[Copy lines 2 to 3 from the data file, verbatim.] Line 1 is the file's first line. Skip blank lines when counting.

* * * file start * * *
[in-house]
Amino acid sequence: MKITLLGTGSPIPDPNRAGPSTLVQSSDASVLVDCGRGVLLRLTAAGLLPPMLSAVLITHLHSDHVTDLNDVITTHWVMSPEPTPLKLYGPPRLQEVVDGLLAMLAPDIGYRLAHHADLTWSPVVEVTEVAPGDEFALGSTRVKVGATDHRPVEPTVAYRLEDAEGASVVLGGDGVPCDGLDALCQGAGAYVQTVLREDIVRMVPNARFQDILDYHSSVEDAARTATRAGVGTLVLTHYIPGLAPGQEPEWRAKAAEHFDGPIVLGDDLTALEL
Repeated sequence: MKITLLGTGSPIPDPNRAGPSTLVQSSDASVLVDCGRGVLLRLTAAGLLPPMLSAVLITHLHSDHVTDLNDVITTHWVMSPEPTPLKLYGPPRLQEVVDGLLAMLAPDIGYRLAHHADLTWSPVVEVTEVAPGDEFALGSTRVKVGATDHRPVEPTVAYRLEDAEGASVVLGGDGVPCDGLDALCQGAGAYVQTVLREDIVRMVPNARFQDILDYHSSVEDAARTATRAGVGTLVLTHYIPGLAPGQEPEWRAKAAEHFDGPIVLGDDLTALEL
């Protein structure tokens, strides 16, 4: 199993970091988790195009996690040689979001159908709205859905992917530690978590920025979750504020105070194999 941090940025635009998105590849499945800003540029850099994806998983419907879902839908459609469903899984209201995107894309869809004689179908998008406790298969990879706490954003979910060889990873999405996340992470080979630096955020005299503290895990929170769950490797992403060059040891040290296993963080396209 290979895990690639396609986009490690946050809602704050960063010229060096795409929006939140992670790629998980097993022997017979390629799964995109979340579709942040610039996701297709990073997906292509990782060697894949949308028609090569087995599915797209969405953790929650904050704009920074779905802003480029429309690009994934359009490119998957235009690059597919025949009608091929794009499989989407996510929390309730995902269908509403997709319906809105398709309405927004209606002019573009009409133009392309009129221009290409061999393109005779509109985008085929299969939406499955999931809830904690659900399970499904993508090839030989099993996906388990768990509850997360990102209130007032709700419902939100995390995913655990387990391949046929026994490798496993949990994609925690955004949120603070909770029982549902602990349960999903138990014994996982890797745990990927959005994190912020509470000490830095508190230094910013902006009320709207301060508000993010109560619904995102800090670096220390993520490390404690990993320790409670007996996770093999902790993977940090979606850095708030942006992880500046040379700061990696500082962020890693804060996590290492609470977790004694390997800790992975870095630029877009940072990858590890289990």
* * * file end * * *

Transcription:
Amino acid sequence: MKITLLGTGSPIPDPNRAGPSTLVQSSDASVLVDCGRGVLLRLTAAGLLPPMLSAVLITHLHSDHVTDLNDVITTHWVMSPEPTPLKLYGPPRLQEVVDGLLAMLAPDIGYRLAHHADLTWSPVVEVTEVAPGDEFALGSTRVKVGATDHRPVEPTVAYRLEDAEGASVVLGGDGVPCDGLDALCQGAGAYVQTVLREDIVRMVPNARFQDILDYHSSVEDAARTATRAGVGTLVLTHYIPGLAPGQEPEWRAKAAEHFDGPIVLGDDLTALEL
Repeated sequence: MKITLLGTGSPIPDPNRAGPSTLVQSSDASVLVDCGRGVLLRLTAAGLLPPMLSAVLITHLHSDHVTDLNDVITTHWVMSPEPTPLKLYGPPRLQEVVDGLLAMLAPDIGYRLAHHADLTWSPVVEVTEVAPGDEFALGSTRVKVGATDHRPVEPTVAYRLEDAEGASVVLGGDGVPCDGLDALCQGAGAYVQTVLREDIVRMVPNARFQDILDYHSSVEDAARTATRAGVGTLVLTHYIPGLAPGQEPEWRAKAAEHFDGPIVLGDDLTALEL